the assemblage IS the story
In an ongoing effort to make my art and my life as close together as possible, like always, during the month of October 2018 I carried with me at all times in my pocket one of four Sony ICD-PX470 stereo digital dictaphones and recorded sounds of my day to day life.
I recorded sounds while walking my dog Stanley (including our encounters with human neighbors, squirrels, crows, and other dogs; airplanes and helicopters overhead, automobile traffic including emergency vehicles), miscellaneous sounds from my job, restaurants, grocery stores. I also recorded spontaneous and random thoughts, reflections on and readings from books and articles, plus emails I had sent to Leslie Singer. I also recorded interactions with family members.
I held two Apartment Music shows during the month of October, and I recorded sounds before and after the shows, as well as in-between the performances. On October 25th two of my nephews arrived for an 8-day stay with my brother Mark, Stanley and I. During those days we spent a lot of time at my mom and dad's house, because Mark and his sons were busy constructing the yearly McGee Halloween Extravaganza. Mark transforms my parents' yard into a haunted graveyard. This year's theme was Freak Show. Lumen K joined the project as a participant, playing the part of a fortune teller. I made numerous recordings on Halloween night, which included the sounds of Halloween trick or treaters getting the bejezus scared out of them! Plus Lumen and I played iPhone synth and voice-changing apps through belt-clip amplifiers. Costumed in a black cloak with a hood I played the Korg Monotron Delay battery-operated analog synth and helped create a spooky ambience to the Freak Show.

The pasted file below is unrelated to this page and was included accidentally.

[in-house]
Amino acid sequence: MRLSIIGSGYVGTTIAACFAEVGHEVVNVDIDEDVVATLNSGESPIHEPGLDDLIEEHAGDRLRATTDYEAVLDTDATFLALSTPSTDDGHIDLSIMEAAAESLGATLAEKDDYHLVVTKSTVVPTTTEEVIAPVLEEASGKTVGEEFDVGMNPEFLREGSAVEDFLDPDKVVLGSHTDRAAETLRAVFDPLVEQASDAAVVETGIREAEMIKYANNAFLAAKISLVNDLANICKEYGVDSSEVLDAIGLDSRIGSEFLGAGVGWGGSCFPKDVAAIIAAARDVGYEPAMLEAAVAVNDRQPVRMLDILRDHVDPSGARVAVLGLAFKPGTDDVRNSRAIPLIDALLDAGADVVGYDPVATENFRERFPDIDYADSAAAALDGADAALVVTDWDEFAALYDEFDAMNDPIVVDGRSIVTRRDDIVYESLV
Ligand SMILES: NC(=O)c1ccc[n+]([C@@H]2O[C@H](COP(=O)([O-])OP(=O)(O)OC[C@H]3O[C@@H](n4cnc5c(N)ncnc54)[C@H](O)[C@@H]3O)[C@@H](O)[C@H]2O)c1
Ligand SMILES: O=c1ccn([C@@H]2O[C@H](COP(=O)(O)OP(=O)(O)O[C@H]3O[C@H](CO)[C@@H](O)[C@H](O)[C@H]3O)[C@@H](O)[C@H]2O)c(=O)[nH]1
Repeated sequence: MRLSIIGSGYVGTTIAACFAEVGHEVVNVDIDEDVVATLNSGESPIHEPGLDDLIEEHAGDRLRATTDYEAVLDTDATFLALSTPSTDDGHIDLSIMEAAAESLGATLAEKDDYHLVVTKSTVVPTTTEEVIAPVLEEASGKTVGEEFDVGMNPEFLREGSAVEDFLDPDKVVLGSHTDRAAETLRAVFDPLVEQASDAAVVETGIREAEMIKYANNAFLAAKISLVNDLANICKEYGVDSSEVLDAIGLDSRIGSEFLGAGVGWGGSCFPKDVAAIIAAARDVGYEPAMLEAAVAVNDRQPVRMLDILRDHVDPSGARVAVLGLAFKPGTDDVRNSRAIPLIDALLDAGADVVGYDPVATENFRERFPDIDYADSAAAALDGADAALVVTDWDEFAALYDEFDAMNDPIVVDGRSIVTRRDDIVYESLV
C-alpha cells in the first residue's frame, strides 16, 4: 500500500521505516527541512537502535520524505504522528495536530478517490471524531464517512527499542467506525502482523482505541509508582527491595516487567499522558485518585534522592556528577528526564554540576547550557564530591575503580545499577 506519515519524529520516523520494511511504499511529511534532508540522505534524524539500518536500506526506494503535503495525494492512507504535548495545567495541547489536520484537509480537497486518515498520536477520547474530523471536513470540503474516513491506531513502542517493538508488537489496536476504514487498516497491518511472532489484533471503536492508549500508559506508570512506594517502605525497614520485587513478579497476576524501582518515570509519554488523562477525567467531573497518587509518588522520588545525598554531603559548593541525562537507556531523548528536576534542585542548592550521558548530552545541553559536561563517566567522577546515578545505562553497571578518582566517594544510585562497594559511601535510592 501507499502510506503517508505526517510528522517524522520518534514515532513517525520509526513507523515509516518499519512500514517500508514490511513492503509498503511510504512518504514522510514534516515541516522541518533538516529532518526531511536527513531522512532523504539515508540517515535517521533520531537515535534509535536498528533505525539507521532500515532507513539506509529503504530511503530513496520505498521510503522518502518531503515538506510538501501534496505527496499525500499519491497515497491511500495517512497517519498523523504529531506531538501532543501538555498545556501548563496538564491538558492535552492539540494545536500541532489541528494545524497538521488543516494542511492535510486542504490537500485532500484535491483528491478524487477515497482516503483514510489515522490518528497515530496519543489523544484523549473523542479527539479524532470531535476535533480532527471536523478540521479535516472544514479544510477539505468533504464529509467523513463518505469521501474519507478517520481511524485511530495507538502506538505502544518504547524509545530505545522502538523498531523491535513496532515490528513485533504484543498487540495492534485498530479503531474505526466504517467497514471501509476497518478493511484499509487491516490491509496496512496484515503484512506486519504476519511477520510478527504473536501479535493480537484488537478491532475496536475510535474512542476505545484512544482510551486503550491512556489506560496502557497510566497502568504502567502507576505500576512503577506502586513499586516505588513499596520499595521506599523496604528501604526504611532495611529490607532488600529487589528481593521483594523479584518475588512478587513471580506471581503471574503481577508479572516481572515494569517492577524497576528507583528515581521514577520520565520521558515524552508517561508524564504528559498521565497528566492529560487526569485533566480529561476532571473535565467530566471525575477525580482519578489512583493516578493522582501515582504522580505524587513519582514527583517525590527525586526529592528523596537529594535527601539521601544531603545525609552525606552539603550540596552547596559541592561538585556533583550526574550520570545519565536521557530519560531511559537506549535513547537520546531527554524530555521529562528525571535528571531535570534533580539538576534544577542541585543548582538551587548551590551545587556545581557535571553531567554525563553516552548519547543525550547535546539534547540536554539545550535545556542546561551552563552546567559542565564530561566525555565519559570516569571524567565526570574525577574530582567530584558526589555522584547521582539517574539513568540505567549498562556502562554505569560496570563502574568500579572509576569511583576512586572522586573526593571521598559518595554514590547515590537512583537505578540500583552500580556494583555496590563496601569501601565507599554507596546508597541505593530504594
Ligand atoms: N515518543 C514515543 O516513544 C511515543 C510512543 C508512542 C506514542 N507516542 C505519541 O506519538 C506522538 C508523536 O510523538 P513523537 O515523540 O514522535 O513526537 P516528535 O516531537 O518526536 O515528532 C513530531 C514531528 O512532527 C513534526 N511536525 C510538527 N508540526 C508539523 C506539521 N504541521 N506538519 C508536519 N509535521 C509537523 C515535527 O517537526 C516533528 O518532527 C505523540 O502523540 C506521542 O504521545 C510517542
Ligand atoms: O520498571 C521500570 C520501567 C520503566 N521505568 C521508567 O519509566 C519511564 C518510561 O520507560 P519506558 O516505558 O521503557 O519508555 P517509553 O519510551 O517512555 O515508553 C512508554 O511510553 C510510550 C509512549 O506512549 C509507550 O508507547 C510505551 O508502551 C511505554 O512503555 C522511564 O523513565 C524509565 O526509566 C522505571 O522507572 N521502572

Early on the morning of November 1st I connected the four dictaphones to a Behringer mixer and set all four on continuous playback, the mix of which I captured in a direct transcription as the event unfolded. All of the recordings that I had made during the month of October assembled themselves into simultaneously juxtaposed layered constructions that I hope would make Richard Hülsenbeck proud. I started out with no preconceived ideas, no story I wanted to tell. Letting the assemblage happen IS the story you hear here. Afterwards I divided the 75-minute assemblage into six parts for the listener's convenience to give them access points, and slapped the six parts upside the head with titles.
Most artists with any amount of good sense ALWAYS maintain a cultish MYSTERY about how they create their art. It would be anathema to many people I know to describe in this much detail how they did what they did to make their artistic creations. With me it's different. The mystery comes not from me withholding info on how I did what I did to get these results, but from your perceptions as a listener as you listen to the assemblage reveal itself to you. You create it as you listen. It is my greatest wish that these assemblages will bring you lots of amusement, happiness and fun as you experience the month of October along with me. Art like life, lifelike art.
Very enjoyable, as usual! Wondering how you like the digital recorders as compared to the old microcassette recorders, and if you might comment on your reasons for switching.